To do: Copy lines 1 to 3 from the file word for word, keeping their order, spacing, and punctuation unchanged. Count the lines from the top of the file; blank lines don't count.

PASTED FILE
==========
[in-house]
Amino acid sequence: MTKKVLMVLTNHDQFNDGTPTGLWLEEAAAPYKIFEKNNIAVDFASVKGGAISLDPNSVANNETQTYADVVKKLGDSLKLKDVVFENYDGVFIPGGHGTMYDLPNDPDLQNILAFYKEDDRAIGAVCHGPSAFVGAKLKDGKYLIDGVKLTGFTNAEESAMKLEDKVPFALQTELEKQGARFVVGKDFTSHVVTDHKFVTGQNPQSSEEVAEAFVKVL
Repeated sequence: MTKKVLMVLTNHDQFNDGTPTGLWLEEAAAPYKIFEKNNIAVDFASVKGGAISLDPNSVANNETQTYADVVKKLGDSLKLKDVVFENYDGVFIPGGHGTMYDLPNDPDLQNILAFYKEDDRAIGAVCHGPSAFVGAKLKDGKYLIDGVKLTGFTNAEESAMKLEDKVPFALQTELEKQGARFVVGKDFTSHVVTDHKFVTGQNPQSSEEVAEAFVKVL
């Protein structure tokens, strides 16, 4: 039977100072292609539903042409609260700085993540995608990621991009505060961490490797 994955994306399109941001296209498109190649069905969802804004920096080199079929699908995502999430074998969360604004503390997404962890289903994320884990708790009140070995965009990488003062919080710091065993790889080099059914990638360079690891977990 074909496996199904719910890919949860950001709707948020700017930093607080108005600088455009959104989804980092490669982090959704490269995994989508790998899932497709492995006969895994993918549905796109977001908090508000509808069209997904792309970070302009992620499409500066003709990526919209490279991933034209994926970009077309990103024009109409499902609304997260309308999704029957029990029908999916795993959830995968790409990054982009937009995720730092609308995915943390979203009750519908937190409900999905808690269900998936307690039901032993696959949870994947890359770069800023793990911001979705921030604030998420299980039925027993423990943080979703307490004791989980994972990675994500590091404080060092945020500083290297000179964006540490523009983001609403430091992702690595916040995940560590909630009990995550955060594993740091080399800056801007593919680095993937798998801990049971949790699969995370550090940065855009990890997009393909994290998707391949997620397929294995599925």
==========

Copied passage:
[in-house]
Amino acid sequence: MTKKVLMVLTNHDQFNDGTPTGLWLEEAAAPYKIFEKNNIAVDFASVKGGAISLDPNSVANNETQTYADVVKKLGDSLKLKDVVFENYDGVFIPGGHGTMYDLPNDPDLQNILAFYKEDDRAIGAVCHGPSAFVGAKLKDGKYLIDGVKLTGFTNAEESAMKLEDKVPFALQTELEKQGARFVVGKDFTSHVVTDHKFVTGQNPQSSEEVAEAFVKVL
Repeated sequence: MTKKVLMVLTNHDQFNDGTPTGLWLEEAAAPYKIFEKNNIAVDFASVKGGAISLDPNSVANNETQTYADVVKKLGDSLKLKDVVFENYDGVFIPGGHGTMYDLPNDPDLQNILAFYKEDDRAIGAVCHGPSAFVGAKLKDGKYLIDGVKLTGFTNAEESAMKLEDKVPFALQTELEKQGARFVVGKDFTSHVVTDHKFVTGQNPQSSEEVAEAFVKVL